There’s been an interesting discussion on Twitter about senior scientists who pressure their students or postdocs into scientific misconduct or otherwise poor science:
Bullying students into providing the “right” results: research misconduct by proxy?
This is probably among the worst but receives little attention
— Simon Eickhoff (@INM7_ISN) January 19, 2019
Today, I was made aware of a site called Bullied Into Bad Science which aims to tackle this problem.
Founded by behavioral ecologist Corina Logan, the initiative aims to help early career researchers (ECRs) who have “felt pressured into taking professional actions that are against your ethics”, and it features a petition in the form of an open letter as well as an 8-point program of actions that institutions could adopt if they want to support their ECRs.
A compelling part of the site is the section of (anonymous) anecdotes from ECRs describing the pressures they face. Some of these stories explicitly describe junior researchers being told that they need to produce the ‘right’ results.
I have been constantly harassed by superiors to modify data in order to provide better agreement with known experimental values in order to make the paper look better for publishing at prestigious journals.
Most of the anecdotes on the site don’t describe such blatantly unscientific demands, rather pointing to a more subtle pressure: the imperative to publish in high-impact journals.
Its a somehow unwritten law at the University of Vienna that you wont get a permanent job without a Nature or Science paper
My supervisor told me that he is looking out for our career development, and that accordingly we need to publish in high impact journals as this will raise my profile among his peers. Having repeated papers in high impact journals would be crucial during applications for jobs and grants.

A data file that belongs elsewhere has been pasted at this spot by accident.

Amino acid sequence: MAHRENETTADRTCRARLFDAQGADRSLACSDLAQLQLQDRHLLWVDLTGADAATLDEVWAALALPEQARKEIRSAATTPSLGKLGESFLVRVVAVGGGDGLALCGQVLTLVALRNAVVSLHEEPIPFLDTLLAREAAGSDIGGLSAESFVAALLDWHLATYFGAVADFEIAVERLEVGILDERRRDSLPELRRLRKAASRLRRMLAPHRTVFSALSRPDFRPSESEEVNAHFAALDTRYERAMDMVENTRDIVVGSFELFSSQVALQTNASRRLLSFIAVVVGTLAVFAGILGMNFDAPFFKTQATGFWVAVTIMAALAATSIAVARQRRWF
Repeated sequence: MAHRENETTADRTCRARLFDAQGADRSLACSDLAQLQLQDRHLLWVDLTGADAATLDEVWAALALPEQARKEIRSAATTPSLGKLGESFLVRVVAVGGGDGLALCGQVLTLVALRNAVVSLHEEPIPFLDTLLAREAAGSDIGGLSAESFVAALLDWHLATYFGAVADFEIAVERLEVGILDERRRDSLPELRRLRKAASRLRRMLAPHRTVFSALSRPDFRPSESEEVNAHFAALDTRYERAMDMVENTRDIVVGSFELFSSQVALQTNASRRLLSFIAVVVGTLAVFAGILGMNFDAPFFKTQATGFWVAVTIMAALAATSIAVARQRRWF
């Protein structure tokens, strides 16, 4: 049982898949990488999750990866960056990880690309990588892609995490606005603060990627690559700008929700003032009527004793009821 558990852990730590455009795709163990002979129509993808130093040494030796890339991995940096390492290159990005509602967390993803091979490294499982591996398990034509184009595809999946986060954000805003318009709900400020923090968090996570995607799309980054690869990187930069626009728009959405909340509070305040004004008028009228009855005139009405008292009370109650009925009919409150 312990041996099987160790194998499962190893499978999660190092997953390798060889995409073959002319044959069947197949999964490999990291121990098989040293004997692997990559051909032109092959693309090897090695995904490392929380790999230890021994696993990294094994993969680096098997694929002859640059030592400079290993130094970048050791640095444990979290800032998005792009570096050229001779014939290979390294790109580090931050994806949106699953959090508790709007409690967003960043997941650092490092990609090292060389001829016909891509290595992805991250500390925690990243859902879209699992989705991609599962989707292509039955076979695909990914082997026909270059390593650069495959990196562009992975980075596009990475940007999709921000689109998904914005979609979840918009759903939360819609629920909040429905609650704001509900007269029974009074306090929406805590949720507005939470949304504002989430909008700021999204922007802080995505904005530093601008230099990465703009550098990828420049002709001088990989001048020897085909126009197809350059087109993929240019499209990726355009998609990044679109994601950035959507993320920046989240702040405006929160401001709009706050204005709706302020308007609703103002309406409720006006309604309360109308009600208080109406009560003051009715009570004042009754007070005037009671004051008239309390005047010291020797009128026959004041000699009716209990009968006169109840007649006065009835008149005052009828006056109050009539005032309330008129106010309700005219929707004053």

I think that this pressure to publish in the most prestigious journals produces an indirect pressure to find ‘good’ results. High-impact journals are known to be selective and they select, primarily, on the basis of the ‘impact’ of the results, rather than the methodological rigor of the study. So the cult of high impact is, in its own way, a roundabout way of telling ECRs what their data ought to be.
I was a little surprised to see that Bullied Into Bad Science didn’t seem to feature much about bullying, at least not in the classic sense of bullying by an individual. A number of prominent researchers were exposed for bullying last year, for instance, but I found no references to these cases on the site. Only a handful of the anecdotes refer to specific bullies.
On further reflection, however, I think the site’s name is apt. The point is that the academic system as a whole bullies ECRs into compliance – and, while the word bullying can be used over-broadly, speaking from experience I don’t think it is in this case. From this point of view, the cases of bullying individuals that make the headlines are the tip of an iceberg of institutionalized pressures.